The Flector Patch is a medicated skin patch that is applied to the skin twice daily to relieve pain caused by bruises, sprains, and strains. It is available by prescription and only comes in one strength. The patch contains a nonsteroidal anti-inflammatory drug that works by blocking the production of various inflammatory substances in the body. Potential side effects of Flector include itching and nausea.
What Is the Flector Patch?
The Flector® Patch (diclofenac patch) is a prescription medication approved to treat short-term pain caused by sprains, strains, and bruises.
(Click Flector Uses for more information on what the medication is used for, including possible off-label uses.)
Who Makes the Flector Patch?
The Flector Patch is made by Teikoku Seiyaku Co., Ltd. and is distributed by Alpharma Pharmaceuticals LLC.
How Does the Flector Patch Work?
The Flector Patch contains diclofenac, a nonsteroidal anti-inflammatory drug (NSAID). Like other NSAIDs, it works by blocking a specific enzyme known as cyclooxygenase (COX), blocking the production of various inflammatory substances in the body. However, because it works mostly where it is applied (only a small fraction of the medication actually reaches the rest of the body), the Flector Patch helps to lower the exposure to the rest of the body (which may decrease the risk of dangerous side effects).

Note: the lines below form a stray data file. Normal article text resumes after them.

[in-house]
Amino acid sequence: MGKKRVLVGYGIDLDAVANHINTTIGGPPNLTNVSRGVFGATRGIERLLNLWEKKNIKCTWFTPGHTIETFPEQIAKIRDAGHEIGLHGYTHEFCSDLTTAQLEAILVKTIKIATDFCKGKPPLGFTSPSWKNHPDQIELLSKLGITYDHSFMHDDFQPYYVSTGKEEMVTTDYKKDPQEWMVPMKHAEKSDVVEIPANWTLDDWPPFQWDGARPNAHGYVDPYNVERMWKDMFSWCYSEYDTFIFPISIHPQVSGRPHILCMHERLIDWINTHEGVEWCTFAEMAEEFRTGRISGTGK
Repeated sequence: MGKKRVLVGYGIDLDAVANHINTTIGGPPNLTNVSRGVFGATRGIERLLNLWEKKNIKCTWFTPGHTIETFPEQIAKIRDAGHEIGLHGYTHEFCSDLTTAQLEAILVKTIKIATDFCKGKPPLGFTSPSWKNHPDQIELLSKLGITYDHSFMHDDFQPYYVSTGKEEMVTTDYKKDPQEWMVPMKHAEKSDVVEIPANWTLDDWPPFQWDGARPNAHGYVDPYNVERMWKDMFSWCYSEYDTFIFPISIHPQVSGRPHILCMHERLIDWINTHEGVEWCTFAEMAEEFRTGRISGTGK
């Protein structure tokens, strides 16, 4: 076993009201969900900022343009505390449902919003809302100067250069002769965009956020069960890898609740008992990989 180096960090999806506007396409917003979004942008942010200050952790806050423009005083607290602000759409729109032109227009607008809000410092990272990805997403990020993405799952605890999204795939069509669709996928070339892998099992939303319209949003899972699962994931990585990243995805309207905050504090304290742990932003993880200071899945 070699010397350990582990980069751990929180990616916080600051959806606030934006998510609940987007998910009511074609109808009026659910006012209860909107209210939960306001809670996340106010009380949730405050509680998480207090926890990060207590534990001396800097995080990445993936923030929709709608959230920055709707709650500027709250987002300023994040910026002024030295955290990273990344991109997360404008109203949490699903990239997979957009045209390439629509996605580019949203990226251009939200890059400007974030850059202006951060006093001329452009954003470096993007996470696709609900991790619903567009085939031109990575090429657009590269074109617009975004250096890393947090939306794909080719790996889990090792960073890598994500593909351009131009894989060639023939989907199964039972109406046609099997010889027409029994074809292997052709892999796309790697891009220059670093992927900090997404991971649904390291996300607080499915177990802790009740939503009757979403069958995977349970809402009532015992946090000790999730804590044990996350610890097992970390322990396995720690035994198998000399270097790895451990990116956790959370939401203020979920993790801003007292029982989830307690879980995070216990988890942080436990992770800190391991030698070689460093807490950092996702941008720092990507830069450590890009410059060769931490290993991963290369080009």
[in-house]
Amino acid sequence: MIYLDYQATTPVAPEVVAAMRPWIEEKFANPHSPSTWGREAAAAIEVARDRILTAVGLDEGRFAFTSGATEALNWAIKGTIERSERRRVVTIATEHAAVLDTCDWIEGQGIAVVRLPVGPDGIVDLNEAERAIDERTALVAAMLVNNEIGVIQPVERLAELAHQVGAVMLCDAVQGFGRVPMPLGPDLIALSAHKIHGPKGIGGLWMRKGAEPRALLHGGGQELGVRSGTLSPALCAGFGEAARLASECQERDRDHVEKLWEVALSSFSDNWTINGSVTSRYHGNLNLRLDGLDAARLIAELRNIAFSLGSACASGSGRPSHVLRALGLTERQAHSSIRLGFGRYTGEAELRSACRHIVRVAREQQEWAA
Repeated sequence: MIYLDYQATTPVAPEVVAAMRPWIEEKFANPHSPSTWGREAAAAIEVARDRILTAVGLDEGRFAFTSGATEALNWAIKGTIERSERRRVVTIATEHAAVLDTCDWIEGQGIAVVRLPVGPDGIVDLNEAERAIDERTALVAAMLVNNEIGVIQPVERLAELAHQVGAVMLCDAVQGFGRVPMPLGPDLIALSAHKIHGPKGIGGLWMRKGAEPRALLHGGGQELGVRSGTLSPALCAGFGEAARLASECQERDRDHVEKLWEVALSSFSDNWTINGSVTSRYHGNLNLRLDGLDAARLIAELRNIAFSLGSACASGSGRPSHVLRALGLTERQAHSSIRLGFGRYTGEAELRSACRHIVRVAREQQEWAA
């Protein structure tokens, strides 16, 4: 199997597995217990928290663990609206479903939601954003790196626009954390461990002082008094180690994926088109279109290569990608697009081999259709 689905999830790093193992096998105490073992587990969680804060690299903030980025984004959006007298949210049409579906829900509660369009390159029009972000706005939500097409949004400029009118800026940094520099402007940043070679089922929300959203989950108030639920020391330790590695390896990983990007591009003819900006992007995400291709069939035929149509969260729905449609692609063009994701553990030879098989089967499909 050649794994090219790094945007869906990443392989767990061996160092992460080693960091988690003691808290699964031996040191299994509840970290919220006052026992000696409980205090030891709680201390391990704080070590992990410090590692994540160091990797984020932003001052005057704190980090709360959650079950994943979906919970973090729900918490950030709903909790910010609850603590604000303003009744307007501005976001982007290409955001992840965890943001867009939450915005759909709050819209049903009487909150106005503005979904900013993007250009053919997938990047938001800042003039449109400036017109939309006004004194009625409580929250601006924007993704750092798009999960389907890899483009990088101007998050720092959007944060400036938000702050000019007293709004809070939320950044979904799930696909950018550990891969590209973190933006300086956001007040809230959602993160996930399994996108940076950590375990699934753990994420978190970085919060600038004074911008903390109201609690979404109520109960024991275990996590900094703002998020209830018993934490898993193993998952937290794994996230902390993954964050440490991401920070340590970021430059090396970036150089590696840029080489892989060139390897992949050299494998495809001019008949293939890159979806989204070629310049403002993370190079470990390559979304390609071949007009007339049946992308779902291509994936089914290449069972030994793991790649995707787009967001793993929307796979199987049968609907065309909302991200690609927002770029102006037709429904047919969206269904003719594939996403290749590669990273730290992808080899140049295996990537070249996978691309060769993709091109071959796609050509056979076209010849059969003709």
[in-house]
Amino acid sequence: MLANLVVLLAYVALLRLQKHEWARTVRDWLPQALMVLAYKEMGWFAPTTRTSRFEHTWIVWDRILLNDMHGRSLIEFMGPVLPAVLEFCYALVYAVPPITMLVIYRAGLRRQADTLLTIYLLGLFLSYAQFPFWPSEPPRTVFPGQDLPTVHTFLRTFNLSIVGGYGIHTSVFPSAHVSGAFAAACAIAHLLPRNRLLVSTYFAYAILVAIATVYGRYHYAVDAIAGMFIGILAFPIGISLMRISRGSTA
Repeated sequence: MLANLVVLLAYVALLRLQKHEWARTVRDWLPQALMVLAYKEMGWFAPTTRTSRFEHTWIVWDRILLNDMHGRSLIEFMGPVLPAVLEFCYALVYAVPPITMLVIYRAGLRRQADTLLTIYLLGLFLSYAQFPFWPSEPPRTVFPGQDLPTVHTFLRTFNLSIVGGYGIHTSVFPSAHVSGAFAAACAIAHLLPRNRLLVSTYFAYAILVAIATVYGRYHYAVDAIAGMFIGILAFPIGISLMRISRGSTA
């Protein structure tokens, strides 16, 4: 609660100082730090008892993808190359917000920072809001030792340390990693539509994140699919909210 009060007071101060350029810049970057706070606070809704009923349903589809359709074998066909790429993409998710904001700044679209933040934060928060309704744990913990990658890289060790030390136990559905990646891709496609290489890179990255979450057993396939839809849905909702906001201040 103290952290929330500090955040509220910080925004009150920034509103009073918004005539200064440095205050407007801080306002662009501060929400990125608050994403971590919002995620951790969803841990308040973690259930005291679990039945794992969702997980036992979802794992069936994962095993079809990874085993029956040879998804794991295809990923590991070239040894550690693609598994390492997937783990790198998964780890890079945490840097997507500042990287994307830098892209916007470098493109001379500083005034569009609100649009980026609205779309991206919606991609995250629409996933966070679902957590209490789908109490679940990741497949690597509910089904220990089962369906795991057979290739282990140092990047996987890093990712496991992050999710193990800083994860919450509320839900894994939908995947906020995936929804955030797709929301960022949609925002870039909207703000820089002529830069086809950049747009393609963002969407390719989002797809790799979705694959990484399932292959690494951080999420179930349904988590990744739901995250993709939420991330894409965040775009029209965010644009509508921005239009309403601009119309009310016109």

Clinical Effects of the Flector Patch
This medication has been thoroughly evaluated in clinical studies. These studies compared the Flector Patch to a placebo (a patch with no active ingredients). These studies showed that the Flector Patch was significantly better than the placebo for relieving short-term pain of sprains, strains, and bruises.
Food and Drug Administration, Center for Drug Evaluation and Research. Electronic orange book: approved drug products with therapeutic equivalence evaluations. FDA Web site. Available at: http://www.fda.gov/cder/ob/. Accessed June 24, 2009.
Briggs GG, Freeman RK, Yaffe SJ. Drugs in Pregnancy and Lactation. 8th ed. Philadelphia (PA): Lippincott Williams & Wilkins; 2008.
National Library of Medicine (US). Drugs and Lactation Database (LactMED). NLM Web site. Available at: http://toxnet.nlm.nih.gov/cgi-bin/sis/htmlgen?LACT. Accessed June 24, 2009.
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